Gubbio: The Duomo

The Duomo of Gubbio.

The Duomo is often the most beautiful and most richly decorated religious building of a city or town. The Duomo of Gubbio or cathedral of Santi Mariano e Giacomo is unfortunately an exception. It is a dark and chilly building with a slightly gloomy atmosphere. Most Italian cathedrals adjoin large squares, but Gubbio’s cathedral stands so close to the adjacent Palazzo Ducale that it is almost impossible to inspect the façade of the Duomo without straining one’s neck muscles.[1] Taking a picture of the façade is also difficult. The Duomo can be found one terrace above that on which the Palazzo dei Consoli stands. We took the Via Ducale and climbed the slope of Monte Ingino until we reached a side entrance and entered the cathedral from there. We now found ourselves in a huge open space, largely devoid of natural light.

The original cathedral of Gubbio stood closer to the valley, in the same area where we now find the church of San Giovanni Battista. It may have originally been dedicated to the Apostles, but the dedication was changed to Saints Marianus and Jacobus at an unspecified moment in time. These two men were martyrs from Numidia in what is now Tunisia in North-Africa. Marianus, a lector, and Jacobus, a deacon, were decapitated during the reign of the emperor Valerianus (253-260). Their relics were later moved to Gubbio and the cathedral was rededicated to the two Numidians. Many centuries later the body of Ubaldo Baldassini, the influential bishop of Gubbio from 1129 until his death in 1160, was laid to rest beside the martyrs. He would be canonised in 1192.

Interior of the Duomo.

When a certain Bentivoglius became bishop of Gubbio in about 1188, the decision was taken to build a new religious complex on the slope of Monte Ingino. The relics of Marianus, Jacobus and Ubaldo were moved to the new cathedral, which was still far from complete. The remains of Ubaldo did not stay there for long, for his elevation to sainthood in 1192 gave him a special status that warranted construction of a sanctuary of his own. In 1194, the relics of Ubaldo – now Saint Ubaldus of Gubbio – were moved to an oratory higher up the slope of the mountain. In the sixteenth century the oratory was converted into the church of Sant’Ubaldo. Meanwhile, the new cathedral seems to have been completed around 1229. It was subsequently enlarged in 1336.

The Duomo was provided with its current façade in the first half of the fourteenth century, when Pietro Gabrielli was bishop of Gubbio. There is little decoration, apart from a large rose window and reliefs of the Lamb of God and the four Evangelists. The interior of the Duomo was remodelled on several occasions. Bishops Federico Fregoso (1508-1541) and Marcello Cervini (1544-1555) were responsible for the interventions in the sixteenth century. Cervini was elected Pope Marcellus II in 1555, but he died after less than a month on the throne of Saint Peter. He did not achieve much while in office, but he has nonetheless won some fame for being the last pope who did not change his birth name after being elected.

Altarpiece by Sinibaldo Ibi.

In the eighteenth century, the Duomo was given a Baroque makeover. These interventions were largely reversed between 1913 and 1918. The result is a Gothic(-ish) building with a single nave and imposing pointed arches. The walls must have once featured many medieval frescoes, but of these only a few traces remain. The frescoes in the sanctuary all date from the twentieth century and so do the stained glass windows in the apse. Most of the paintings that now grace the walls of the nave were made in the sixteenth century. I will discuss two that I particularly liked.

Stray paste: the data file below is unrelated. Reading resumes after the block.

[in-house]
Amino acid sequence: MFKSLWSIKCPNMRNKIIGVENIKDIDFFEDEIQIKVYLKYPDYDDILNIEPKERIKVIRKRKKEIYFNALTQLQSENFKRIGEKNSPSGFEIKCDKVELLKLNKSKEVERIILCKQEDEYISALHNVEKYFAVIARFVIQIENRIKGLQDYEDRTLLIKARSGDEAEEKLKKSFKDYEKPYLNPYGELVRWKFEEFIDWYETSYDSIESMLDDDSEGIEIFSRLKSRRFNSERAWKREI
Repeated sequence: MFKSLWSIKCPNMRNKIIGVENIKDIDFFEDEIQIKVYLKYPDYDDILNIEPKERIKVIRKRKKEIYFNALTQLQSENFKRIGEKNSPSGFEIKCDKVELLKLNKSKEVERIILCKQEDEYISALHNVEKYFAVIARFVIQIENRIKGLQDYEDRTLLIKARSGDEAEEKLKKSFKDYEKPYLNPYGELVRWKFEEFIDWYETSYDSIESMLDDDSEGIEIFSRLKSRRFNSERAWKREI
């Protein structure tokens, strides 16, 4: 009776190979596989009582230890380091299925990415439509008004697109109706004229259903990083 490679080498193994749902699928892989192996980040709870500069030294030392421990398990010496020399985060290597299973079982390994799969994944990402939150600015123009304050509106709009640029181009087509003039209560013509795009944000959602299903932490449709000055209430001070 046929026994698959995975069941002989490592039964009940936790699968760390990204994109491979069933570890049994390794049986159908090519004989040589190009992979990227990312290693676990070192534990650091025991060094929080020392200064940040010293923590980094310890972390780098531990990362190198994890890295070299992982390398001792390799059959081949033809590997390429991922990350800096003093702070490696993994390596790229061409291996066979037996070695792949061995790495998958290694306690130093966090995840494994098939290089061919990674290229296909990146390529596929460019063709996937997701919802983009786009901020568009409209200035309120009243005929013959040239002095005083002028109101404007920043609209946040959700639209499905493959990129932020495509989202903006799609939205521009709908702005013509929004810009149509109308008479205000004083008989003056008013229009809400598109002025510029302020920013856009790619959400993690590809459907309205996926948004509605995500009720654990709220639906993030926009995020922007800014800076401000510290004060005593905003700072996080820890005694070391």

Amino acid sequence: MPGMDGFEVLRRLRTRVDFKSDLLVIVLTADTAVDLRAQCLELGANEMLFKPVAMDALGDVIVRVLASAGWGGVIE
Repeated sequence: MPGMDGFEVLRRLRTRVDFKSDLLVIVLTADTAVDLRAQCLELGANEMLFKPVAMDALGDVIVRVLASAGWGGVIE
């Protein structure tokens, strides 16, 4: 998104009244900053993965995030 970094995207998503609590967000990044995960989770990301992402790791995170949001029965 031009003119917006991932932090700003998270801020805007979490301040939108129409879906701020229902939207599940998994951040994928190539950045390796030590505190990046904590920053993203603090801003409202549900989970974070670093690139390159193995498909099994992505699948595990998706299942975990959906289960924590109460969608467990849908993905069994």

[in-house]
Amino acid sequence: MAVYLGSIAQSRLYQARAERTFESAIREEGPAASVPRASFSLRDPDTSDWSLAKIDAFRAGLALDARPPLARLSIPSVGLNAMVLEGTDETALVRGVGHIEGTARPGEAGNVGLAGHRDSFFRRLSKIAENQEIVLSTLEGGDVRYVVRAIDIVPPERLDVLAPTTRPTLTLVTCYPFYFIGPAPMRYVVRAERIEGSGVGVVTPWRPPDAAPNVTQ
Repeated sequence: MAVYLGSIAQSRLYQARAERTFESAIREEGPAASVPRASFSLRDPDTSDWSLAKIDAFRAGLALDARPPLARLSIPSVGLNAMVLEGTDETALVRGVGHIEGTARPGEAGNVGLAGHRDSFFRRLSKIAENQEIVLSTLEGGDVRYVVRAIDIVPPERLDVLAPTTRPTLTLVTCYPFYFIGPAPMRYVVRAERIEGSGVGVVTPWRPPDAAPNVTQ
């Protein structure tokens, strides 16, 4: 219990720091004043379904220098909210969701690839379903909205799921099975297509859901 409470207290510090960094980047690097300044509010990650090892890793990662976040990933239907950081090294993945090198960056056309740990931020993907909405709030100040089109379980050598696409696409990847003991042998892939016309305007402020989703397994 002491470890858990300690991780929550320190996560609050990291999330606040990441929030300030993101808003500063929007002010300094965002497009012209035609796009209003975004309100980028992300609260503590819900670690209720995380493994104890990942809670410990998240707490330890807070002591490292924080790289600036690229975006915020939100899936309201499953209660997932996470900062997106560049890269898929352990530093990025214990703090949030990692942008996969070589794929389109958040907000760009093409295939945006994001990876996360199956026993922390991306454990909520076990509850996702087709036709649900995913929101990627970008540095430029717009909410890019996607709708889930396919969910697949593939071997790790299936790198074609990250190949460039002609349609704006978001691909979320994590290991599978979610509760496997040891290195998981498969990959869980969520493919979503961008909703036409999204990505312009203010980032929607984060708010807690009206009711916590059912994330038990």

In the eighth bay on the left, we find an altarpiece by Sinibaldo Ibi (ca. 1475-after 1548), a painter from Perugia. It features a Madonna and Child with two angels and Saints Ubaldus and Sebastian. The former is dressed as a bishop with a fine golden chasuble. The latter is depicted as a fully dressed young man with an arrow in his right hand and a stick in the other. This iconography sets Ibi’s altarpiece apart from other paintings featuring Saint Sebastian, where he is usually depicted as a naked man, tied to a stake, with a body riddled with arrows. The text on the altarpiece mentions that it was commissioned by a certain Hieronimus Bentivolius for his sisters Paola and Magdalena. Ibi – SINIBALDUS PERUSINUS – painted it in the month of October. The year is not mentioned, but it is now generally assumed that it was in 1507.

The Nativity, attributed to Giuliano Presutti.

Another fine work of art is a Nativity scene in the sixth bay on the left that was presumably painted by Giuliano Presutti. His year of birth and death are unknown, but he was born in Fano in the Marche and active in the first half of the sixteenth century. The painting was executed during the pontificate of Pope Leo X (1513-1521), probably between 1519 and 1521, as Presutti is documented in Gubbio between 1519 and 1534. The work has been attributed to various painters, including Pinturicchio (1454-1513) or one of his pupils, a follower of Lo Spagna (died 1529), Eusebio da San Giorgio (ca. 1470-after 1539) and even a follower of Timoteo Viti (1469-1523), himself a pupil of Raphael. The latest studies tend to attribute it to Presutti.

Sources: Italian Wikipedia and the Key to Umbria website.


[1] The Via Sant’Ubaldo, which starts in front of the Duomo, must have been a square once. This square was significantly reduced in size when in 1476 Federico da Montefeltro, Duke of Urbino, remodelled the old Palazzo della Guardia and turned it into the present Palazzo Ducale.


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